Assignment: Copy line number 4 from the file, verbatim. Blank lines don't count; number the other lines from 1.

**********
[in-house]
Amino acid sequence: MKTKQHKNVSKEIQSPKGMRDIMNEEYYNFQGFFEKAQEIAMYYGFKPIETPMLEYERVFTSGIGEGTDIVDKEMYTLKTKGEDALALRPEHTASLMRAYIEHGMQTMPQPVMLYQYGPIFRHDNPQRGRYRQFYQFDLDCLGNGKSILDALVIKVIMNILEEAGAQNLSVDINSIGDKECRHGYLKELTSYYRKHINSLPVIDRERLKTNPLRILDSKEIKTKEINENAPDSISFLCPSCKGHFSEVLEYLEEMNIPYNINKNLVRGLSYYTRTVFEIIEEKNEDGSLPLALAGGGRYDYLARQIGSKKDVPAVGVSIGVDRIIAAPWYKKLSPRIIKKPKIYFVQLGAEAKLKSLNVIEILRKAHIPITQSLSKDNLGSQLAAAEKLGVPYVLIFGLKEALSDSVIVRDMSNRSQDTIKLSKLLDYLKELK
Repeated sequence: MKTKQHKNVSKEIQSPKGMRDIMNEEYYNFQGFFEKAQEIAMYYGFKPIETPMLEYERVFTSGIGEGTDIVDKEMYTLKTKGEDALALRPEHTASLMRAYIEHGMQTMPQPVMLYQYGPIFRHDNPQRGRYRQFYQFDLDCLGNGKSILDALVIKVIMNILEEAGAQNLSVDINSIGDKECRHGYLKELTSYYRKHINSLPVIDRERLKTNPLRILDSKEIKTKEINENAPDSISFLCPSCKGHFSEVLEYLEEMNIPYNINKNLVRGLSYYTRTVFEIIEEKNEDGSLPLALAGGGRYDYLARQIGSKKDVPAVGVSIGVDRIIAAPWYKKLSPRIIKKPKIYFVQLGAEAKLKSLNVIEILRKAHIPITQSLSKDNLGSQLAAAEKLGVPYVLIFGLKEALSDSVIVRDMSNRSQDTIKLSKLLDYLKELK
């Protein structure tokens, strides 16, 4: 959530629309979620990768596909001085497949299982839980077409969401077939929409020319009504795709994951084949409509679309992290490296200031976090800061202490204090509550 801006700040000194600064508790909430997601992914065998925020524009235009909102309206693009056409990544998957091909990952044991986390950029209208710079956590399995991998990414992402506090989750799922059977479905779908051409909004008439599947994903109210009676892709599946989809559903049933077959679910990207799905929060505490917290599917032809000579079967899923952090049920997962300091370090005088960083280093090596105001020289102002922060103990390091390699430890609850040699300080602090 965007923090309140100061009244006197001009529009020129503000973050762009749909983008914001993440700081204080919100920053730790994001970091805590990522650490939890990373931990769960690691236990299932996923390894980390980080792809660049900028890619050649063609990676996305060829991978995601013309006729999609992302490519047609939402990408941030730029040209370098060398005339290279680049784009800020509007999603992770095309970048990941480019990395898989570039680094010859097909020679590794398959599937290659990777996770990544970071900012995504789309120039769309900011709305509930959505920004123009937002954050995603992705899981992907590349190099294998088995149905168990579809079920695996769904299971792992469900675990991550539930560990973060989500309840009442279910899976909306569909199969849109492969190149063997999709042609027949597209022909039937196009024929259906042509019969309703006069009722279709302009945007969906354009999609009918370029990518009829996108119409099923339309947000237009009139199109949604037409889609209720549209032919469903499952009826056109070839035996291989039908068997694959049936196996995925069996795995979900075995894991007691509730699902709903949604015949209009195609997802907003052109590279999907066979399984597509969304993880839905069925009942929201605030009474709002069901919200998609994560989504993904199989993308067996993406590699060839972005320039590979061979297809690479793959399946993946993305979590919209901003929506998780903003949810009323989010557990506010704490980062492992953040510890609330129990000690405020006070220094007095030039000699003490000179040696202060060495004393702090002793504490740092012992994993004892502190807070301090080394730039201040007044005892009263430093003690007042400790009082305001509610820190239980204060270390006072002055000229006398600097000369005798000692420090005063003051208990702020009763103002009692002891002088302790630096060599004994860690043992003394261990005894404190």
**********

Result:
């Protein structure tokens, strides 16, 4: 959530629309979620990768596909001085497949299982839980077409969401077939929409020319009504795709994951084949409509679309992290490296200031976090800061202490204090509550 801006700040000194600064508790909430997601992914065998925020524009235009909102309206693009056409990544998957091909990952044991986390950029209208710079956590399995991998990414992402506090989750799922059977479905779908051409909004008439599947994903109210009676892709599946989809559903049933077959679910990207799905929060505490917290599917032809000579079967899923952090049920997962300091370090005088960083280093090596105001020289102002922060103990390091390699430890609850040699300080602090 965007923090309140100061009244006197001009529009020129503000973050762009749909983008914001993440700081204080919100920053730790994001970091805590990522650490939890990373931990769960690691236990299932996923390894980390980080792809660049900028890619050649063609990676996305060829991978995601013309006729999609992302490519047609939402990408941030730029040209370098060398005339290279680049784009800020509007999603992770095309970048990941480019990395898989570039680094010859097909020679590794398959599937290659990777996770990544970071900012995504789309120039769309900011709305509930959505920004123009937002954050995603992705899981992907590349190099294998088995149905168990579809079920695996769904299971792992469900675990991550539930560990973060989500309840009442279910899976909306569909199969849109492969190149063997999709042609027949597209022909039937196009024929259906042509019969309703006069009722279709302009945007969906354009999609009918370029990518009829996108119409099923339309947000237009009139199109949604037409889609209720549209032919469903499952009826056109070839035996291989039908068997694959049936196996995925069996795995979900075995894991007691509730699902709903949604015949209009195609997802907003052109590279999907066979399984597509969304993880839905069925009942929201605030009474709002069901919200998609994560989504993904199989993308067996993406590699060839972005320039590979061979297809690479793959399946993946993305979590919209901003929506998780903003949810009323989010557990506010704490980062492992953040510890609330129990000690405020006070220094007095030039000699003490000179040696202060060495004393702090002793504490740092012992994993004892502190807070301090080394730039201040007044005892009263430093003690007042400790009082305001509610820190239980204060270390006072002055000229006398600097000369005798000692420090005063003051208990702020009763103002009692002891002088302790630096060599004994860690043992003394261990005894404190």